Johnson contends that he was denied effective assistance of counsel when trial counsel failed to seek a reduction in his sentence pursuant to former Federal Rule of Criminal Procedure 35 based upon Johnson's testimony in a state homicide prosecution. We disagree.
To prevail on an ineffective assistance of counsel claim, a defendant must show deficient performance by counsel and prejudice to the defense. Strickland v. Washington, 466 U.S. 668, 687 (1984); United States v. Swanson, 943 F.2d 1070, 1073 (9th Cir. 1991). A strong presumption exists that counsel's conduct falls within the wide range of reasonable professional competence. Strickland, 466 U.S. at 688.
Here, trial counsel testified that Johnson never informed her about his state court testimony or asked her to file a Rule 35 motion after entry of his guilty plea. Johnson's testimony that the debriefing with the United States Attorney and federal agents occurred the same day as his change of plea hearing is contradicted by the stipulation that he would be immune from prosecution for any case arising out of information given on March 21, 1983. Johnson testified in the state court homicide proceeding prior to pleading guilty in the federal case. The evidence supports the district court's finding that Johnson never asked trial counsel to file a Rule 35 motion or provided her with information which would have caused her to investigate filing a Rule 35 motion. See Frazer, 18 F.3d at 781. Accordingly, we conclude that Johnson received effective assistance of counsel. See Strickland, 466 U.S. at 687.1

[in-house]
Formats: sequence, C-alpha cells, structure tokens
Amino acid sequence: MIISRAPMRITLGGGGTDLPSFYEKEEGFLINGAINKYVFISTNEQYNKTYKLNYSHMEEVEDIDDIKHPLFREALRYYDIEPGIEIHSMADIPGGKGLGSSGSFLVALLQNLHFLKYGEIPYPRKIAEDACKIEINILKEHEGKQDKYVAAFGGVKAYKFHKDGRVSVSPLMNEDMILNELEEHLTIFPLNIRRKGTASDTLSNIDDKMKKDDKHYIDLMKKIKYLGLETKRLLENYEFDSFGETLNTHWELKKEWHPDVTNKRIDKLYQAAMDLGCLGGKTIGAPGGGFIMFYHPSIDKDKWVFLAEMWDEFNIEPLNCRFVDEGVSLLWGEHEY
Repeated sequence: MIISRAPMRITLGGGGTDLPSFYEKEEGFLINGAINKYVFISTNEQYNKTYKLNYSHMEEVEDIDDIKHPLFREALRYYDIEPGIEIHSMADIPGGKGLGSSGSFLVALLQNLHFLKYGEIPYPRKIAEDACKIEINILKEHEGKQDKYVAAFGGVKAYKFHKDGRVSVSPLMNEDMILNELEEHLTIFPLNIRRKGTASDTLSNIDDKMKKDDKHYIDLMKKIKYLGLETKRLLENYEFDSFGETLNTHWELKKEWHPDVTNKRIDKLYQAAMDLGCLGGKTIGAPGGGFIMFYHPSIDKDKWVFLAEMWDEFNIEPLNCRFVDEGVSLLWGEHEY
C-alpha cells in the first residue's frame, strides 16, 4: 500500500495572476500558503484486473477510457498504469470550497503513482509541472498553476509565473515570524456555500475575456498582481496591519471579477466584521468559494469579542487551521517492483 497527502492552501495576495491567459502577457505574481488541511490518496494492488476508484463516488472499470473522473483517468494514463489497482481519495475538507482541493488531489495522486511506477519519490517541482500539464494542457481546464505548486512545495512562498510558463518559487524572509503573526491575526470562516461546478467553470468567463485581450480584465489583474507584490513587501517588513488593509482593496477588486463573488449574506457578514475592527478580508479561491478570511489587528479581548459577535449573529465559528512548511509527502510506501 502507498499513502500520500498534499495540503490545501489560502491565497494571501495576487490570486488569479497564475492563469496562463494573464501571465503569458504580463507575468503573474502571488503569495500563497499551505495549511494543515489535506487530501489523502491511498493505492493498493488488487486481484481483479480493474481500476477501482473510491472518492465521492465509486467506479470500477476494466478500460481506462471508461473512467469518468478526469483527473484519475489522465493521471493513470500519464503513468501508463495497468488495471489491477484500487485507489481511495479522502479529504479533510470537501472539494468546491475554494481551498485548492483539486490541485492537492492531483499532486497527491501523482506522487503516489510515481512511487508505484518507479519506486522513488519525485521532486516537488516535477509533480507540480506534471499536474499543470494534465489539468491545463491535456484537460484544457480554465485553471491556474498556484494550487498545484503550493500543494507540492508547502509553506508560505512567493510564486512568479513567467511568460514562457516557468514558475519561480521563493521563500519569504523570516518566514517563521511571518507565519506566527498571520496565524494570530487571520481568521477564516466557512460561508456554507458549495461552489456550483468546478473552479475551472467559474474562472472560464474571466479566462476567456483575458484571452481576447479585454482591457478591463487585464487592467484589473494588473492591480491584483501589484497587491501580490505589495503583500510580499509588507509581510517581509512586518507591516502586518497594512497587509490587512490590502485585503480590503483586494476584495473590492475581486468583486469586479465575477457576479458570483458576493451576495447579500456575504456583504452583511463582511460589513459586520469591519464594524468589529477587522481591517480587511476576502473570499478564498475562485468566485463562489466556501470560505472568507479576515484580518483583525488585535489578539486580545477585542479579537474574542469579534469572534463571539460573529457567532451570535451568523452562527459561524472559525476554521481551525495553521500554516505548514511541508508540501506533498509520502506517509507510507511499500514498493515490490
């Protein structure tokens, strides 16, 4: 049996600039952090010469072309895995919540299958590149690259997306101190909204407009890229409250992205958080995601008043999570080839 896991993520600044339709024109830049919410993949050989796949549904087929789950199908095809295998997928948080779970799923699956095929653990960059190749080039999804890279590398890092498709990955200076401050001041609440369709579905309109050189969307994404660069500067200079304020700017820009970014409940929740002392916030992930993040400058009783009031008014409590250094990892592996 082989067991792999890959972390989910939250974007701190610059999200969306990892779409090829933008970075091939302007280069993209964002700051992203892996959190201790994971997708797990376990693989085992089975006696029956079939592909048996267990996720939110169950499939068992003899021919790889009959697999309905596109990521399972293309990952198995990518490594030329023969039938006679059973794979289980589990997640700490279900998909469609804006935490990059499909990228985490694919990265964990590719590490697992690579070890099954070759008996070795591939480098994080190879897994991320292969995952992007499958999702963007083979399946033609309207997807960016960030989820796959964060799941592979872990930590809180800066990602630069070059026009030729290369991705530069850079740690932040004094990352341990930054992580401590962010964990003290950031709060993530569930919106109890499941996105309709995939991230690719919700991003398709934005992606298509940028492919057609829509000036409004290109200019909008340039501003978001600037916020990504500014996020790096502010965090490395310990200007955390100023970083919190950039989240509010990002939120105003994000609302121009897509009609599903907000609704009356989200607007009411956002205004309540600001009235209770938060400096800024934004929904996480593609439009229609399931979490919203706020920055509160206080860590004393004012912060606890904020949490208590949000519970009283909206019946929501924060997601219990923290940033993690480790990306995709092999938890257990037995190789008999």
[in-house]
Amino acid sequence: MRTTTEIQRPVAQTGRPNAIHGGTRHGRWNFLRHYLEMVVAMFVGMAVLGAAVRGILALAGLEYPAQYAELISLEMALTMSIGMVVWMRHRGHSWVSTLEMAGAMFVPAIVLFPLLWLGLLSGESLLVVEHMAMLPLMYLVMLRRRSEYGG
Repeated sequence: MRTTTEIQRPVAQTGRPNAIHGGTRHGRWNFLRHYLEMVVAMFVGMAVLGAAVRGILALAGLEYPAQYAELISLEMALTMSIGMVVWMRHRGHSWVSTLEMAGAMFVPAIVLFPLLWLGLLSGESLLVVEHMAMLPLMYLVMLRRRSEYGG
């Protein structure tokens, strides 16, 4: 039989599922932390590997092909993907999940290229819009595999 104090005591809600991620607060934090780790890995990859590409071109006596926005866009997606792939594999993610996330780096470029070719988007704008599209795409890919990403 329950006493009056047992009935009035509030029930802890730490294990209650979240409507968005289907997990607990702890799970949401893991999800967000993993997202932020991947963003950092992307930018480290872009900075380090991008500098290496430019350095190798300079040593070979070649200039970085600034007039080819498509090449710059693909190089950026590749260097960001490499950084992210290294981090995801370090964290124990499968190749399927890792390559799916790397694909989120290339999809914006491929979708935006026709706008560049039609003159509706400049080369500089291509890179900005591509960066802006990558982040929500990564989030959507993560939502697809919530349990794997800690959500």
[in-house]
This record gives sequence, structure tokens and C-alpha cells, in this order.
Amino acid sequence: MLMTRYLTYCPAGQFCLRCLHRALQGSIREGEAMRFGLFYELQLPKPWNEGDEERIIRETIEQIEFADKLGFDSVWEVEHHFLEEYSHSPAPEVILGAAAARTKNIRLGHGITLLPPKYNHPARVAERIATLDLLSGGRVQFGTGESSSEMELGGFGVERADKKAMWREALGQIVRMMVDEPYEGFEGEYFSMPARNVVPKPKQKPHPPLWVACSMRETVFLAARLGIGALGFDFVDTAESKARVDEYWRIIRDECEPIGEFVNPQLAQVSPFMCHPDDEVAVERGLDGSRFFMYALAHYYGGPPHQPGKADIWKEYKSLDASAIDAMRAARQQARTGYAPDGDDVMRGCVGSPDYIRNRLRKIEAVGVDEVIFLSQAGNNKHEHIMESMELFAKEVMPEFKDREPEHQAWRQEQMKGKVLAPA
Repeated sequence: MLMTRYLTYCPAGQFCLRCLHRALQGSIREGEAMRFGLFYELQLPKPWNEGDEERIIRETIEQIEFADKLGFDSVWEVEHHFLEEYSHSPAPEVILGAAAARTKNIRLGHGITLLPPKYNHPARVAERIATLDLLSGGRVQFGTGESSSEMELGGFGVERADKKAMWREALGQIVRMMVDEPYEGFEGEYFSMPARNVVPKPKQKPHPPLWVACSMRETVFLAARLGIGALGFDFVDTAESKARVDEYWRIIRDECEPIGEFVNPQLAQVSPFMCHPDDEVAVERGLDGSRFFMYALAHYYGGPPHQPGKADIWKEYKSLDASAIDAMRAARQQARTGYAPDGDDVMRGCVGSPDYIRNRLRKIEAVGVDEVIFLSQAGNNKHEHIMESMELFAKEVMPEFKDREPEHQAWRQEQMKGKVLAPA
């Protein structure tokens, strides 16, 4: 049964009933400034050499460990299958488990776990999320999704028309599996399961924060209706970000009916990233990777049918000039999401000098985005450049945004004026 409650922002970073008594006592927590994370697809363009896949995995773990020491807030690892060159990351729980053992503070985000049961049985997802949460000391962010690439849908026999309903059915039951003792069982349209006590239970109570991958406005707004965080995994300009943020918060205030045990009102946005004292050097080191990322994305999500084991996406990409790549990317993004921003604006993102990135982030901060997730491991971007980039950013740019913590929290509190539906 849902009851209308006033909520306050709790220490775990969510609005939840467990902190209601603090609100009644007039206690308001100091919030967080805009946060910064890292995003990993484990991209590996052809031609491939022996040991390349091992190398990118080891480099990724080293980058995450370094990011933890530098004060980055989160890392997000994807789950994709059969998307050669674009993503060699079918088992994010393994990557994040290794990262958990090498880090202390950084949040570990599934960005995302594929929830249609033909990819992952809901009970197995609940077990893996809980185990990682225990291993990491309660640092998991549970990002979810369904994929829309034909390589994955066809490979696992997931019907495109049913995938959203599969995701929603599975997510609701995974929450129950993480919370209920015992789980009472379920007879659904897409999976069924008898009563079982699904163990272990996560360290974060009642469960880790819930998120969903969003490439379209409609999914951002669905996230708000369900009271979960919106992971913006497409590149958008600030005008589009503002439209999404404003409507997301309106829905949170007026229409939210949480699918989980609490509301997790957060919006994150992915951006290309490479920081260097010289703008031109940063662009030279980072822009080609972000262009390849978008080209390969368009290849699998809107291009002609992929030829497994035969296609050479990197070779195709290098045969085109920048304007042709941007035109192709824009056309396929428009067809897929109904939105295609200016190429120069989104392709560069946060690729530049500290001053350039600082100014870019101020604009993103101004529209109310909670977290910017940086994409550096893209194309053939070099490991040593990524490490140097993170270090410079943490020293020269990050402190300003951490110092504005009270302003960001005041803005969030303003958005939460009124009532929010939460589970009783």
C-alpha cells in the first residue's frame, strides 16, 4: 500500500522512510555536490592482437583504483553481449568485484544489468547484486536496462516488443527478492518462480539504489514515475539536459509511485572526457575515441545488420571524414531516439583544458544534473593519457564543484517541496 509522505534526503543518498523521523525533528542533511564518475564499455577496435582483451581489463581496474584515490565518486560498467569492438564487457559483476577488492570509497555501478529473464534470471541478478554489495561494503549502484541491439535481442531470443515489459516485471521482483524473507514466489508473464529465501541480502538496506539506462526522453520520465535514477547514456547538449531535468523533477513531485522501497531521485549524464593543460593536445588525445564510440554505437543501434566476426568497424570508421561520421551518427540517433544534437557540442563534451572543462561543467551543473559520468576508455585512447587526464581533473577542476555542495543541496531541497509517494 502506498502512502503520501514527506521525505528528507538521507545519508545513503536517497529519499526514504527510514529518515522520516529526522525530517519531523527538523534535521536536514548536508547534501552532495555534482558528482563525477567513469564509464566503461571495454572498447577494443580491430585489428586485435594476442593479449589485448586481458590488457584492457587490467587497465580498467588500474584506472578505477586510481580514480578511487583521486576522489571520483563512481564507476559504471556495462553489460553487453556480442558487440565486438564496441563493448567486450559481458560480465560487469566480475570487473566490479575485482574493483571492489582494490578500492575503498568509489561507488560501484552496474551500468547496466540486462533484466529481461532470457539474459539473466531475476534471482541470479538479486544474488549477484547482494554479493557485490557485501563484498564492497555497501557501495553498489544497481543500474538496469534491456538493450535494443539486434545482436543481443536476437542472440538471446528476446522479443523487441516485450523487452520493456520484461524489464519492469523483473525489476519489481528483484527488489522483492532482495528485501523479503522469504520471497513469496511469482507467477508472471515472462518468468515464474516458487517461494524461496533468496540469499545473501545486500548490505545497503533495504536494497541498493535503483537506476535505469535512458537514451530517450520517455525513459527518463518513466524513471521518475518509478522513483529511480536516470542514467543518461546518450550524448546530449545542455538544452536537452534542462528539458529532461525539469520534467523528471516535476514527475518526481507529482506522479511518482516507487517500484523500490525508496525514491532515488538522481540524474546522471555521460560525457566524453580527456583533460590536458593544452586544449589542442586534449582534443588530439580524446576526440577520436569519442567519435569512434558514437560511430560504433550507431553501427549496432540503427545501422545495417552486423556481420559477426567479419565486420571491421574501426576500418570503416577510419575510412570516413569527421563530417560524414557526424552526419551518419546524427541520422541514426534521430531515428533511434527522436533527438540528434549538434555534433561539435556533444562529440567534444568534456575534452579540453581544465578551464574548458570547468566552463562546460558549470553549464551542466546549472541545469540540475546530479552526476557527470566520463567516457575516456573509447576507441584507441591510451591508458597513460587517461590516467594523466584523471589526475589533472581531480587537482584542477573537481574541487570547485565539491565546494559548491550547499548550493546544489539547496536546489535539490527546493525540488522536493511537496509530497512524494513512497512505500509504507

The panel unanimously finds this case suitable for decision without oral argument. Fed. R. App. P. 34(a); 9th Cir.R. 34-4
This disposition is not appropriate for publication and may not be cited to or by the courts of this circuit except as provided by 9th Cir.R. 36-3
We decline to address whether trial counsel's performance was deficient in other areas because these were not presented to the district court. See United States v. Johnson, 988 F.2d 941, 945 (9th Cir. 1993)